Senators Introduce Bipartisan Bill to Crack Down on Illegal Election Spending by Foreign Nationals Using Shell Companies
Washington, DC – Today, Senators Sheldon Whitehouse (D-RI), Charles Grassley (R-IA), Richard Blumenthal (D-CT), Lindsey Graham (R-SC), and Dick Durbin (D-IL) introduced the Shell Company Abuse Act to impose tough criminal penalties on those who use or help set up shell companies to hide foreign nationals’ political activities in the U.S.
“Shell companies are a perfect tool for a foreign agent looking to stir trouble in our elections. Not only do they offer total anonymity, they are quick and easy to set up. That needs to change,” said Whitehouse. “This legislation sends the message that helping a foreign meddler use a shell company to interfere in our democracy means paying a big price.”
“Our democratic process of selecting our country’s leaders is uniquely American, and it should stay that way. When foreign entities conceal their identity to influence U.S. elections, we ought to know about it so we can stop it. This bill strengthens existing law to prevent foreign interference in our elections by stepping up penalties on those who conceal illegal political activity by foreign entities,” said Grassley.
“Shell companies can act like an invisibility cloak for foreign adversaries seeking to interfere in our democracy without fear of consequence,” said Blumenthal. “This bipartisan bill makes clear that anyone who uses shell companies to obfuscate illegal election meddling will be forced to face severe penalties.”
“Americans would and should be appalled to learn of a loophole in law that allows foreign nationals to influence American election simply by setting up a shell company here,” said Durbin. “There is bipartisan support to close that loophole and I hope this Congress will pass it now.”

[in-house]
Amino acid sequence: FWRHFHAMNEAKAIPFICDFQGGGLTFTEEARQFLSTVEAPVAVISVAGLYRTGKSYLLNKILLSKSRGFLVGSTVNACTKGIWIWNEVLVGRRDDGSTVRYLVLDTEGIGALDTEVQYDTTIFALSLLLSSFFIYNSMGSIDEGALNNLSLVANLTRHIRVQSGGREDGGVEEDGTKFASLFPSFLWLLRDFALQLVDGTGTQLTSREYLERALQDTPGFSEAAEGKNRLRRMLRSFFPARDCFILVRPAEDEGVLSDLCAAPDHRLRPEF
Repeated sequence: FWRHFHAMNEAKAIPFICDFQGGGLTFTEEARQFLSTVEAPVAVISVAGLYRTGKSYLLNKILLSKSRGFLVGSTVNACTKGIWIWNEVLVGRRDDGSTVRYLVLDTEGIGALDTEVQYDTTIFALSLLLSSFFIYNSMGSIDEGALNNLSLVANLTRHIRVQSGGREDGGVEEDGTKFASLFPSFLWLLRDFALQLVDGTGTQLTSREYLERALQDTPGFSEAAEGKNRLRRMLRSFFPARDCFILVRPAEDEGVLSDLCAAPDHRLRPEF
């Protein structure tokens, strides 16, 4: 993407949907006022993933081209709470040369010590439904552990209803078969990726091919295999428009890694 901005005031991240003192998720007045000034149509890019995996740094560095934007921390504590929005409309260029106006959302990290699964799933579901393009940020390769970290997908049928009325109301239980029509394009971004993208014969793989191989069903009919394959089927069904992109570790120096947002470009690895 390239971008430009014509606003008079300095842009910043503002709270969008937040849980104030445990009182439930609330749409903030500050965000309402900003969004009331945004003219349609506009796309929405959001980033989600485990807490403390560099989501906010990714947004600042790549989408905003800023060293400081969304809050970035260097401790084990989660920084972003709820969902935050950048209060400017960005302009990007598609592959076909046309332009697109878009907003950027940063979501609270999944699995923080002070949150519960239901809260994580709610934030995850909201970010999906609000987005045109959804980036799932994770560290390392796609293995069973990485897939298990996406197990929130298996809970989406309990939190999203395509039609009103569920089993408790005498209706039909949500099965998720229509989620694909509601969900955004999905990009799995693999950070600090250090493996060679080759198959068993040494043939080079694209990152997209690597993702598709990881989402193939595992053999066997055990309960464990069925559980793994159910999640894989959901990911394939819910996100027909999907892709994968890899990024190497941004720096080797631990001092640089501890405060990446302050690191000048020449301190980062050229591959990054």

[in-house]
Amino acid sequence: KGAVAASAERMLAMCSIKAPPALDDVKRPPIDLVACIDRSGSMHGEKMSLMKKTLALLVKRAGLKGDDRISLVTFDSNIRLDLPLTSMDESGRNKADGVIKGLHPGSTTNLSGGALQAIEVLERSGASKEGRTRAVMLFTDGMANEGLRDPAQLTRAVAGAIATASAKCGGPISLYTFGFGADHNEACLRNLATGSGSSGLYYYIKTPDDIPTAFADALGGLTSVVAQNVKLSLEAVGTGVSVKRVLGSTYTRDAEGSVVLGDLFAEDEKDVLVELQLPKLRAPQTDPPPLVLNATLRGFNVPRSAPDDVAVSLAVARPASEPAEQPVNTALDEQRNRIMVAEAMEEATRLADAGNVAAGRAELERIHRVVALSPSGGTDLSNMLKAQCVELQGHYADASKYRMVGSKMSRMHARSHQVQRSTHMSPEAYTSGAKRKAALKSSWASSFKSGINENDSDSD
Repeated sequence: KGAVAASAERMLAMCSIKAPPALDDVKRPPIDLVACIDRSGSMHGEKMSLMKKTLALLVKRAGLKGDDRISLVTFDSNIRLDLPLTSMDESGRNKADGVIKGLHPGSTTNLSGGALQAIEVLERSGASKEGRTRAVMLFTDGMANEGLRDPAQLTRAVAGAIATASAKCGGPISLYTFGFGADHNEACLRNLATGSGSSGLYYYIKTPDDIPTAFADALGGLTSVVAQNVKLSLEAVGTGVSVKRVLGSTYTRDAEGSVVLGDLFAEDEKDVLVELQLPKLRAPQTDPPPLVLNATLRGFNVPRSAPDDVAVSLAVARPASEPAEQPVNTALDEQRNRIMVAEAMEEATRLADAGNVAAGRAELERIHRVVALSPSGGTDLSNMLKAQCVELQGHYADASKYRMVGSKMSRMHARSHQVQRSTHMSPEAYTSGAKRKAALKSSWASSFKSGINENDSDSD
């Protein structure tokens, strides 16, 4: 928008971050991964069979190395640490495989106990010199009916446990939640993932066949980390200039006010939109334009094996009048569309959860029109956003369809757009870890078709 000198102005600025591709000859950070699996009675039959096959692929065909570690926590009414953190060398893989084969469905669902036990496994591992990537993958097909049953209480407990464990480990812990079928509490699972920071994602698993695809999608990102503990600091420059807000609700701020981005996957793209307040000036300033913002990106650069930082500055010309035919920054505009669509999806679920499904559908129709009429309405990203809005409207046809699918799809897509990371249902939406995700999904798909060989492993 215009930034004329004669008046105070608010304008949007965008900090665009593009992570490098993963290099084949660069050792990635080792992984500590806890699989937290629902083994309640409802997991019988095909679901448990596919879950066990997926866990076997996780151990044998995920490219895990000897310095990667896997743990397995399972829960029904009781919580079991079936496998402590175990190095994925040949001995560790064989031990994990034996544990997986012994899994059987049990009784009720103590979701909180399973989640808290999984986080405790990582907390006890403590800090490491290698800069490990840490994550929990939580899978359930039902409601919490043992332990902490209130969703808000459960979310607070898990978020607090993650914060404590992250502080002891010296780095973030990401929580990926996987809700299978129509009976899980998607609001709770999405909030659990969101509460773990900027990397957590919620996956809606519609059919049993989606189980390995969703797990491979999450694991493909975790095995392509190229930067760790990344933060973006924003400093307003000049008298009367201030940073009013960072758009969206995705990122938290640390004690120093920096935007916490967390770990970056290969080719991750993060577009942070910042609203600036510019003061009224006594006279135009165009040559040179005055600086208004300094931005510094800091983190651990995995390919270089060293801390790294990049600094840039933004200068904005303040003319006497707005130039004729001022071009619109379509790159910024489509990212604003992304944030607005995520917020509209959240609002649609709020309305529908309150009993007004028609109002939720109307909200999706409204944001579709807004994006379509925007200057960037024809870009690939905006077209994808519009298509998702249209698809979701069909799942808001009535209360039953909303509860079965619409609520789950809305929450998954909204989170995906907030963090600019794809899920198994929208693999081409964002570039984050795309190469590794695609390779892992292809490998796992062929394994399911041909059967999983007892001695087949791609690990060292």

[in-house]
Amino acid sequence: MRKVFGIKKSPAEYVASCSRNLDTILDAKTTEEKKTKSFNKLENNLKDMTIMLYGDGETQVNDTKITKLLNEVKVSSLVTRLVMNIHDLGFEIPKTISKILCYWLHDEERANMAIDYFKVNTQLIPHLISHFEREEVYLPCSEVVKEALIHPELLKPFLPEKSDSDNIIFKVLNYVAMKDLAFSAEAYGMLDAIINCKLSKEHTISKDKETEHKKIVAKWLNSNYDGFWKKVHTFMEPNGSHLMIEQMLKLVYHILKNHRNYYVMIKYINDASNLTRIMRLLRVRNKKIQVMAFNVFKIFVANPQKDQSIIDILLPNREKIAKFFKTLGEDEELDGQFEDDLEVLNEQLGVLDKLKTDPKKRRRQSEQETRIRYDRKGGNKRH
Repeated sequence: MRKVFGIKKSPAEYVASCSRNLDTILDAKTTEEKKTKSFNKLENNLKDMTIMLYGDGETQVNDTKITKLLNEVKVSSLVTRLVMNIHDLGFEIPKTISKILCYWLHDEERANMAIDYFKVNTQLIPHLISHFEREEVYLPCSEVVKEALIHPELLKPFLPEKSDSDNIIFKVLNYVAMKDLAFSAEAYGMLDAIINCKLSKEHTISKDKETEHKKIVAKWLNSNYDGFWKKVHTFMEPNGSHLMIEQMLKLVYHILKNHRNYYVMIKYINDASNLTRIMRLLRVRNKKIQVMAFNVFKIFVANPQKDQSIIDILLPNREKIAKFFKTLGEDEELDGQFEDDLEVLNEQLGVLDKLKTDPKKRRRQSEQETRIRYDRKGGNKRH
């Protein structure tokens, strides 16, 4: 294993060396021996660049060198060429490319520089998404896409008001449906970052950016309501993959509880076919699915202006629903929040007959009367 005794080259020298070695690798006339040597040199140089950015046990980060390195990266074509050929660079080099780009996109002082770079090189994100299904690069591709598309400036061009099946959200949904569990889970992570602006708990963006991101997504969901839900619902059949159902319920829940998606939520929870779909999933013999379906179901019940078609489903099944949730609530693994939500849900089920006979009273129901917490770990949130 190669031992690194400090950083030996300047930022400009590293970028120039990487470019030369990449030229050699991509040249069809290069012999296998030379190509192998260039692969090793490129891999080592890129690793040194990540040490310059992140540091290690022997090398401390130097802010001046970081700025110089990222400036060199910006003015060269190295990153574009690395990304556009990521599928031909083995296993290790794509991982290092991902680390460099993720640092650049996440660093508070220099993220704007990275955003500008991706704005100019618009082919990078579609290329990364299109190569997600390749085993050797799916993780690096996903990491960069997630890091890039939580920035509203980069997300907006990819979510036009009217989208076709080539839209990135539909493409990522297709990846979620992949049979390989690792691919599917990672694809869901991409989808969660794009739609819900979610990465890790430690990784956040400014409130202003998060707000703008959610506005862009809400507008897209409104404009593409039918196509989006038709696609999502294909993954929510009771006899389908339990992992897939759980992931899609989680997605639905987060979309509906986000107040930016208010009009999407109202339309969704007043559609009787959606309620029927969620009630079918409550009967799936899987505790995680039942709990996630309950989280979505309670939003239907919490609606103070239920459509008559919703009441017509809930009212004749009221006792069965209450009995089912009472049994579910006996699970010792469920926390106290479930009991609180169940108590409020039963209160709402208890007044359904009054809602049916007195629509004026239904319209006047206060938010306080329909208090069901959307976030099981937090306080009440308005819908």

Current campaign finance laws prohibit foreign nationals from making campaign contributions or engaging in most political activity. However, little stands in the way of a foreign citizen or government from creating a shell company to funnel money into U.S. elections undetected.
The Shell Company Abuse Act helps to close this loophole by making it a felony for an owner, officer, attorney, or incorporation agent of a corporation, company, or business entity to establish or use a corporation, company, or business entity to conceal illegal political activity by a foreign national.
During his testimony before the Senate Judiciary and Commerce Committees last month, Facebook CEO Mark Zuckerberg confirmed that shell companies are able to obscure foreign meddling. Whitehouse posed to Zuckerberg that if a foreign meddler were purchasing Facebook campaign or issue ads through an American shell corporation, nobody would know that they were actually a foreign owner. “That’s correct,” Zuckerberg replied.
Text of the bill is available here.
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